In all fairness to the contemporary worship movement, Koenig’s statement would appear to represent an extreme view, at least in any explicit sense. But even though most adherents of contemporary worship are not as explicit as Koenig, the underlying assumption in the CWM appears to be just that: music, because of its emotional impact, dominates all other possible elements of worship and assumes a preeminent place in our worship.

I do not question music’s power. I do not question that it touches us deeply and profoundly. I question its fitness for shaping us into Christ-like people both individually and as the Body of Christ. I question the idea that raw sensuality is what Jesus had in mind when he said that true worshipers will worship in spirit and truth. I question the idea that somehow drawing people into church with cheap, “sanctified” parodies of Justin Bieber and Lady Gaga is going to shape us into the Bride of Christ, without spot or wrinkle.

For the first time in history, we have, via our smartphones and iPods, the ability to listen to just the music we enjoy and escape the music we don’t. And should the unthinkable happen in our Pandora or Spotify playlist, that an undesirable song show up, we can hit the ‘thumbs down’ button and never have to hear it again.

In the church, this has helped produced a culture of preference. Why subject ourselves to a liturgy we don’t enjoy at Church X when Church Z offers just the music we like, a pastor who offers a ‘talk’ instead of a homily and a multimedia smorgasbord instead of candles and incense. Or, as I’ve heard the senior pastor at the kiddie pool church exclaim several times, “Church should never be boring.”

It’s a hard claim to argue with. After all, who gives me the right to decide what is right in worship and what isn’t? Isn’t worship a matter of style and preference? Am I not being judgmental? Maybe what excites one worshipper bores the next.

For me, here’s the problem: the Bible never connects worship to preference. Or emotion. Or music.

What about John chapter four? Doesn’t Jesus talk about worshiping in spirit and truth? Yes, but I don’t think his reference to spirit applies to some vague, emotional sense of interiority. I think our theology of worship is drawn more from popular songwriting over the last few decades than it is good, solid biblical exegesis.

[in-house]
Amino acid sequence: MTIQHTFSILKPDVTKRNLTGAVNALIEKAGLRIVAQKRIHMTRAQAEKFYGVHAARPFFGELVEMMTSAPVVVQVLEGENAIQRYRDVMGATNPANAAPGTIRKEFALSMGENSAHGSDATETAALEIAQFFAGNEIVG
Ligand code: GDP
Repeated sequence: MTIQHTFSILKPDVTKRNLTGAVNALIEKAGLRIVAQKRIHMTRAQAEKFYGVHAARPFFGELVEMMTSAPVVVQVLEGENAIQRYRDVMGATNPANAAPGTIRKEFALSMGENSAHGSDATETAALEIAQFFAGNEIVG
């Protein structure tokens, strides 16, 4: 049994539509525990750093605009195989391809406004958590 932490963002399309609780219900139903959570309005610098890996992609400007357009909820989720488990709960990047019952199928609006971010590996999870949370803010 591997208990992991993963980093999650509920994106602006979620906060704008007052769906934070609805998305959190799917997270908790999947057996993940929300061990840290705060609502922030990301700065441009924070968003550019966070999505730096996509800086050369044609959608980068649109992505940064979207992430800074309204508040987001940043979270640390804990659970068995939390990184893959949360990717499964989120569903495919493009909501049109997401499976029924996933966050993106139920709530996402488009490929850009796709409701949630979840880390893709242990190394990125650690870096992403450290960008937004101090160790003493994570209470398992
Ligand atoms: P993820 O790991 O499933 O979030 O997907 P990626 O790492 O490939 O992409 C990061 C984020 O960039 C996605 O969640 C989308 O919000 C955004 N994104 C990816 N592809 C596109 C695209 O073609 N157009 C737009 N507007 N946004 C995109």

Consider the following:

There’s a sweet, sweet spirit in this place. And I know that it’s the Spirit of the Lord
There’s a sweet expression on each face. And I know that it’s the Spirit of the Lord.

Or perhaps this one:

Holy Spirit you are welcome here
Come flood this place and fill the atmosphere
Your glory, God, is what our hearts long for
To be overcome by Your presence, Lord.

Don’t these lyrics imply that the Holy Spirit exists primarily to serve our emotional needs, to “fill us with His presence” thus leaving us with a sense of spirituality? Isn’t worship about expressing our love and adoration to God?

I disagree. Worship is supposed to be the Body of Christ accepting God’s invitation into His life, the Divine Life of God as it is expressed in the selfless and absolute love of God lived out forever in the Trinity. It is supposed to be formative and the experience derived from is meant as a means of grace in which the Divine Life of God is imparted to us, individually and as the Body of Christ.

I discussed this with a friend some years ago. I told her that I get the same emotions from a worship song that I do from my favorite rock and roll song, that there was no difference in the quality of the emotion. She said otherwise, that worship music made her feel “different” somehow. If that’s true, then all of us who advocate for a biblically-based liturgy are just reactionaries living in the past for the sake of the past.

But it isn’t true. There is no such thing as a “holy” emotion. C.S. Lewis claimed just the opposite, that our emotions, because they are so volatile, are susceptible to fostering all manner of abuse. “The higher the angel” he said about our more powerful emotions, “the greater the devil when it falls.”

Our emotions are powerful influences. Scripture encourages emotion as a response to God, His greatness, His glory, His love. But we must recognize that scripture also warns against allowing emotion to be our sole, or even a significant, guide regarding faith and practice. Kevin Watson, in his blog Vital Piety, discusses Wesley’s use of experience. He describes the modern misunderstandings of Wesley’s use of experience and claims that, “Experience is…used to describe one’s encounters with the world around them, which often results in confirming the prevalent perspective of the current popular culture.” And the current popular culture has duped us into substituting the Divine Life of God with a life of raw sensuality foisted upon the church by the likes of Chris Tomlin, Jesus Culture and Hillsong.

What a cheat! What a scam! God wants to give us Himself in our worship. We choose to reject this profound gift and instead engage in the sanctified equivalent of “do a little dance, make a little love, get down tonight”.

I’m a musician. I led my church’s worship team for nearly 30 years. I wish I could take it all back; all the rock and roll from the stage, all the outpouring of raw emotion in the name of worship, all the—do I dare use the word?— idolatry.


Les, aren’t you getting a little out-of-hand, a little judgmental?

Maybe, but I don’t think so. Consider what (not who, but what) is being adored in our contemporary worship. It certainly is not God, the Creator of Heaven and Earth, the King of Awful Majesty. It is certainly not God’s great saving work celebrated throughout history and in our own lives. It’s our own emotional status, our own emotional wants, our own psychological selves, our own desire for raw sensuality.